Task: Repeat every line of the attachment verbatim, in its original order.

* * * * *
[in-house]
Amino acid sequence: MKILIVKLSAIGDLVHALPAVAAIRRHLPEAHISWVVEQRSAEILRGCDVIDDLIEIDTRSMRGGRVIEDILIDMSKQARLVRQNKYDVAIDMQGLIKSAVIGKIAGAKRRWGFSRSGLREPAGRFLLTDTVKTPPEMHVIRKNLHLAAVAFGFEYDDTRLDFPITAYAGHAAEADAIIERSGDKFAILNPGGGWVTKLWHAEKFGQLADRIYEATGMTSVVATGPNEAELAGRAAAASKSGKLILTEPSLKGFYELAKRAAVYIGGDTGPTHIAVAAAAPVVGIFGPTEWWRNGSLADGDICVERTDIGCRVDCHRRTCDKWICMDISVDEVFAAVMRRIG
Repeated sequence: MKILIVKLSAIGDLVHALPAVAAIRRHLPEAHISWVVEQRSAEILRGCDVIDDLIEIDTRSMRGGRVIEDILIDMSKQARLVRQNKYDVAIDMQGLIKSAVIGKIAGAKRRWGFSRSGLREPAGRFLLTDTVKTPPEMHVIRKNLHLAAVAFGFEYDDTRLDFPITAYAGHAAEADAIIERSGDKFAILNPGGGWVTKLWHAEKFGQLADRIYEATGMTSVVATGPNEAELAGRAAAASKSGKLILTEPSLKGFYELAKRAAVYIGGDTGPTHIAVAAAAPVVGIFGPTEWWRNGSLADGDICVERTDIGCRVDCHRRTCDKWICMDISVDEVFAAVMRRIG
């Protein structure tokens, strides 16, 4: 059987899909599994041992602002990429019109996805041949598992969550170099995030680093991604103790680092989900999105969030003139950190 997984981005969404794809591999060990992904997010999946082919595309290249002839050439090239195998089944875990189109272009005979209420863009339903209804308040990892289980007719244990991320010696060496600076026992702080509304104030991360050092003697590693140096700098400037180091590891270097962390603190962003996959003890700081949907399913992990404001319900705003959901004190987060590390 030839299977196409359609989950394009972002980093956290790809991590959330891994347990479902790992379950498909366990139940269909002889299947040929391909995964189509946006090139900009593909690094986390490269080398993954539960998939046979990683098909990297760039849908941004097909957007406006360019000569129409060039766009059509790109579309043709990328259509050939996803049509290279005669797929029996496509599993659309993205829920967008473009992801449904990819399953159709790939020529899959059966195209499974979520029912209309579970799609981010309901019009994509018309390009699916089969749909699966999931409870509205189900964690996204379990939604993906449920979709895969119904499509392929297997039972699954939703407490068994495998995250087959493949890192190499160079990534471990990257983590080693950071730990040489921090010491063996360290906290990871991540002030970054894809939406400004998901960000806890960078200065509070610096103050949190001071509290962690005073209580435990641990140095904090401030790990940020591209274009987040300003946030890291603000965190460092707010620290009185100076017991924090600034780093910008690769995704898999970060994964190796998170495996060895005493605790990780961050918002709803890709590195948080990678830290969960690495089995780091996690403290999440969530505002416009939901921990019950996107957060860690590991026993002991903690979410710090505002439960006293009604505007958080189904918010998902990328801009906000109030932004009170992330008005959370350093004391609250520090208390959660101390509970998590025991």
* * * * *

[in-house]
Amino acid sequence: MKILIVKLSAIGDLVHALPAVAAIRRHLPEAHISWVVEQRSAEILRGCDVIDDLIEIDTRSMRGGRVIEDILIDMSKQARLVRQNKYDVAIDMQGLIKSAVIGKIAGAKRRWGFSRSGLREPAGRFLLTDTVKTPPEMHVIRKNLHLAAVAFGFEYDDTRLDFPITAYAGHAAEADAIIERSGDKFAILNPGGGWVTKLWHAEKFGQLADRIYEATGMTSVVATGPNEAELAGRAAAASKSGKLILTEPSLKGFYELAKRAAVYIGGDTGPTHIAVAAAAPVVGIFGPTEWWRNGSLADGDICVERTDIGCRVDCHRRTCDKWICMDISVDEVFAAVMRRIG
Repeated sequence: MKILIVKLSAIGDLVHALPAVAAIRRHLPEAHISWVVEQRSAEILRGCDVIDDLIEIDTRSMRGGRVIEDILIDMSKQARLVRQNKYDVAIDMQGLIKSAVIGKIAGAKRRWGFSRSGLREPAGRFLLTDTVKTPPEMHVIRKNLHLAAVAFGFEYDDTRLDFPITAYAGHAAEADAIIERSGDKFAILNPGGGWVTKLWHAEKFGQLADRIYEATGMTSVVATGPNEAELAGRAAAASKSGKLILTEPSLKGFYELAKRAAVYIGGDTGPTHIAVAAAAPVVGIFGPTEWWRNGSLADGDICVERTDIGCRVDCHRRTCDKWICMDISVDEVFAAVMRRIG
């Protein structure tokens, strides 16, 4: 059987899909599994041992602002990429019109996805041949598992969550170099995030680093991604103790680092989900999105969030003139950190 997984981005969404794809591999060990992904997010999946082919595309290249002839050439090239195998089944875990189109272009005979209420863009339903209804308040990892289980007719244990991320010696060496600076026992702080509304104030991360050092003697590693140096700098400037180091590891270097962390603190962003996959003890700081949907399913992990404001319900705003959901004190987060590390 030839299977196409359609989950394009972002980093956290790809991590959330891994347990479902790992379950498909366990139940269909002889299947040929391909995964189509946006090139900009593909690094986390490269080398993954539960998939046979990683098909990297760039849908941004097909957007406006360019000569129409060039766009059509790109579309043709990328259509050939996803049509290279005669797929029996496509599993659309993205829920967008473009992801449904990819399953159709790939020529899959059966195209499974979520029912209309579970799609981010309901019009994509018309390009699916089969749909699966999931409870509205189900964690996204379990939604993906449920979709895969119904499509392929297997039972699954939703407490068994495998995250087959493949890192190499160079990534471990990257983590080693950071730990040489921090010491063996360290906290990871991540002030970054894809939406400004998901960000806890960078200065509070610096103050949190001071509290962690005073209580435990641990140095904090401030790990940020591209274009987040300003946030890291603000965190460092707010620290009185100076017991924090600034780093910008690769995704898999970060994964190796998170495996060895005493605790990780961050918002709803890709590195948080990678830290969960690495089995780091996690403290999440969530505002416009939901921990019950996107957060860690590991026993002991903690979410710090505002439960006293009604505007958080189904918010998902990328801009906000109030932004009170992330008005959370350093004391609250520090208390959660101390509970998590025991």